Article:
Kandy is home to several important Christian establishments, including two great churches, a seminary, and the moving Commonwealth War Graves.
The 1846 Anglian Church of St Paul’s Kandy was most unusually built with terracotta bricks that have now weathered to a red-ochre hue, protected by a boundary wall and two entrance gates of wrought iron fabricated far away in Edwardian England. Its magnificent 1874 stained glass window was a gift from a planter’s widow and depicts the Crucifixion, the Ascension, the Angel in the Tomb and the Nativity. Its wonderful pipe organ was donated by Muslim businessmen in Branford, and its silver-gilt communion set gifted by the King of England.
The Catholic St Anthony’s Cathedral dates a little later. "So, whether you eat or drink, or whatever you do, do all to the Glory of God," says the very inclusive current Bishop of Kandy. His splendid neo-Georgian Cathedral was built in 1875 with sturdy Victorian passion and is run by the Benedictine mission.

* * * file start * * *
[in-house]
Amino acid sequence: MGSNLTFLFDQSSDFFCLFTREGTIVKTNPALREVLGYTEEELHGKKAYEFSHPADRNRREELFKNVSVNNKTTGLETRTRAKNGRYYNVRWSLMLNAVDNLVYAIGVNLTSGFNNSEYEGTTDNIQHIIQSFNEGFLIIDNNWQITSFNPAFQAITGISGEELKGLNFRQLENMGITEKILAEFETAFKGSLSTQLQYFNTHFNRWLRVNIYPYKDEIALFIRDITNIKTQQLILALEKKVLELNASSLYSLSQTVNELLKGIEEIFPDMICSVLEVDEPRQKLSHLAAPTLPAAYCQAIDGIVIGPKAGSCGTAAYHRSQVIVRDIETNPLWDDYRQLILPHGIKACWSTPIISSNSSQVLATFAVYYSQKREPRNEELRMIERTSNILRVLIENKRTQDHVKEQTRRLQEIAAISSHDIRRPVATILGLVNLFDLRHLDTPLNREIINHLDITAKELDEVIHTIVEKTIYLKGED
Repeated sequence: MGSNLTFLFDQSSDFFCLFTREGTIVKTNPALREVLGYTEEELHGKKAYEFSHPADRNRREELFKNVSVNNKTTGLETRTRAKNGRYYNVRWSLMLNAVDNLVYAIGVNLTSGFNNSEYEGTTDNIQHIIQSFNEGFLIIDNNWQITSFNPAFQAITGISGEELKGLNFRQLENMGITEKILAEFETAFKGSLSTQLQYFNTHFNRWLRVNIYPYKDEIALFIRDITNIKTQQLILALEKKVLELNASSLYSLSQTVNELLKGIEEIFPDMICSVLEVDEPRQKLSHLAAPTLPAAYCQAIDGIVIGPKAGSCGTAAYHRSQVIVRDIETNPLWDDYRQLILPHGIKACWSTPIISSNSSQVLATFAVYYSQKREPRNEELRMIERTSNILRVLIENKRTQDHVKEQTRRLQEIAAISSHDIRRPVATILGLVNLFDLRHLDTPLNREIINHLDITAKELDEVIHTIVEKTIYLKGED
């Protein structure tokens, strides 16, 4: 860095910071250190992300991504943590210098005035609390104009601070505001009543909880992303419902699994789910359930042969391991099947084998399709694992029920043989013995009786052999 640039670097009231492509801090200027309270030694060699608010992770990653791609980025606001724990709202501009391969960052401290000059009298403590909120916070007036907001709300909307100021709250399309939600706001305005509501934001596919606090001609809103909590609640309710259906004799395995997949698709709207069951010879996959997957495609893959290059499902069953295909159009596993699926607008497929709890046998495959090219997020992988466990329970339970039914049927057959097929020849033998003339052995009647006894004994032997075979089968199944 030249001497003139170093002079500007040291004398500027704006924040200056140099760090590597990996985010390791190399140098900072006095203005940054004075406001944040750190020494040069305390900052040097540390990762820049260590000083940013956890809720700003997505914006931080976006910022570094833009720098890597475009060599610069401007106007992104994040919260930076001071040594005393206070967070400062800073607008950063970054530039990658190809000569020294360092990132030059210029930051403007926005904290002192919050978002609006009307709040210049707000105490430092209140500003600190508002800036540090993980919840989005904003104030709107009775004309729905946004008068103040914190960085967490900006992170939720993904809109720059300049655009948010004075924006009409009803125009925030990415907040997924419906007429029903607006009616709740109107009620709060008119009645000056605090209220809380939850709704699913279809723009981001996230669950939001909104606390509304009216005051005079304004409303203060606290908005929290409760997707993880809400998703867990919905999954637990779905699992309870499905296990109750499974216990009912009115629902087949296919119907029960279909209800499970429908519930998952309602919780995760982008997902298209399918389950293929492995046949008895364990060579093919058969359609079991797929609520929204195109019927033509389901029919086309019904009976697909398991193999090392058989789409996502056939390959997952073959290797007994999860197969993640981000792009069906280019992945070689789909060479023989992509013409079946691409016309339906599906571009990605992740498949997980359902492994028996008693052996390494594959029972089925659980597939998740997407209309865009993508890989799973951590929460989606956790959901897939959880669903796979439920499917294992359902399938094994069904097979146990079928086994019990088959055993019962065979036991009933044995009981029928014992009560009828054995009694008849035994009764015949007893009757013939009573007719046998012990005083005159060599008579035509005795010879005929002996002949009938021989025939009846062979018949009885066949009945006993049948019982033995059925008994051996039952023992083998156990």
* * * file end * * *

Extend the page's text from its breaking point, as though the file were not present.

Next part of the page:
A little later followed the great Catholic Seminary at Ampitiya where a tall silver statue of Our Lady of Lanka greets you when you arrive. The Seminary is a beautiful compound of old buildings, even older trees, and youthful priests, and sits two thousand feet above sea level. It was set up in 1899 on the orders of Pope Leo XII, one of the more enlightened acts from a pope better known for a cheerless and calamitous reign and whose idea of R&R was to shoot birds and, on occasion, an argumentative peasant.
Beyond the wrought iron gates of Commonwealth War Graves Cemetery, are the beautiful manicured lawns and flawlessly maintained graves of one hundred and seven British soldiers, thirty five East Africans, twenty six Sri Lankans, twenty three Indians, six Canadians, three Italians, a Frenchman and two who are unidentified.